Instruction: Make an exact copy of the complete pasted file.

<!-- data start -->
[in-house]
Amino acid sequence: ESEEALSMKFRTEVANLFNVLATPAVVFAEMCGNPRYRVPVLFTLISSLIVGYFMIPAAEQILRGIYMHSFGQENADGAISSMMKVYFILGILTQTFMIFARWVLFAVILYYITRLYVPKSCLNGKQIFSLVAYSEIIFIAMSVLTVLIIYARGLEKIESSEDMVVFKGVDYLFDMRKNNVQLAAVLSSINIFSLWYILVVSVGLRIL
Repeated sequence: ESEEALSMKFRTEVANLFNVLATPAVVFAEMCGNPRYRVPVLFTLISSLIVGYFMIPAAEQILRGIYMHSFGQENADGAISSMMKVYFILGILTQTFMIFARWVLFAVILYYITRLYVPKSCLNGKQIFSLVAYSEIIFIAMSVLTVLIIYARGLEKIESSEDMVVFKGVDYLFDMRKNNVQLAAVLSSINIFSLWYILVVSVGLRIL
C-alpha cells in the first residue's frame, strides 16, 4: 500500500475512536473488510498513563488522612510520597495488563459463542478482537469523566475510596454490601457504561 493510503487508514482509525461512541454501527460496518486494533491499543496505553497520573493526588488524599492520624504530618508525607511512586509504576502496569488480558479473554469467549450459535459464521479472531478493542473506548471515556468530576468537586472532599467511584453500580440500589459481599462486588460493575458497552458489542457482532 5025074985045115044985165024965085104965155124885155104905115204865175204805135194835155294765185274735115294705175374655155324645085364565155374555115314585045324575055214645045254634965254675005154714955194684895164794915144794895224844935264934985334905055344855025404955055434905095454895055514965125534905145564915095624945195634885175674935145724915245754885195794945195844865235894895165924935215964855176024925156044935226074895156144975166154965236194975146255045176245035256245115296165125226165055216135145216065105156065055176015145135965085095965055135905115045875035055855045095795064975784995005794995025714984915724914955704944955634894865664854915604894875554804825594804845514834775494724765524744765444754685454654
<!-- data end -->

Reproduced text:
[in-house]
Amino acid sequence: ESEEALSMKFRTEVANLFNVLATPAVVFAEMCGNPRYRVPVLFTLISSLIVGYFMIPAAEQILRGIYMHSFGQENADGAISSMMKVYFILGILTQTFMIFARWVLFAVILYYITRLYVPKSCLNGKQIFSLVAYSEIIFIAMSVLTVLIIYARGLEKIESSEDMVVFKGVDYLFDMRKNNVQLAAVLSSINIFSLWYILVVSVGLRIL
Repeated sequence: ESEEALSMKFRTEVANLFNVLATPAVVFAEMCGNPRYRVPVLFTLISSLIVGYFMIPAAEQILRGIYMHSFGQENADGAISSMMKVYFILGILTQTFMIFARWVLFAVILYYITRLYVPKSCLNGKQIFSLVAYSEIIFIAMSVLTVLIIYARGLEKIESSEDMVVFKGVDYLFDMRKNNVQLAAVLSSINIFSLWYILVVSVGLRIL
C-alpha cells in the first residue's frame, strides 16, 4: 500500500475512536473488510498513563488522612510520597495488563459463542478482537469523566475510596454490601457504561 493510503487508514482509525461512541454501527460496518486494533491499543496505553497520573493526588488524599492520624504530618508525607511512586509504576502496569488480558479473554469467549450459535459464521479472531478493542473506548471515556468530576468537586472532599467511584453500580440500589459481599462486588460493575458497552458489542457482532 5025074985045115044985165024965085104965155124885155104905115204865175204805135194835155294765185274735115294705175374655155324645085364565155374555115314585045324575055214645045254634965254675005154714955194684895164794915144794895224844935264934985334905055344855025404955055434905095454895055514965125534905145564915095624945195634885175674935145724915245754885195794945195844865235894895165924935215964855176024925156044935226074895156144975166154965236194975146255045176245035256245115296165125226165055216135145216065105156065055176015145135965085095965055135905115045875035055855045095795064975784995005794995025714984915724914955704944955634894865664854915604894875554804825594804845514834775494724765524744765444754685454654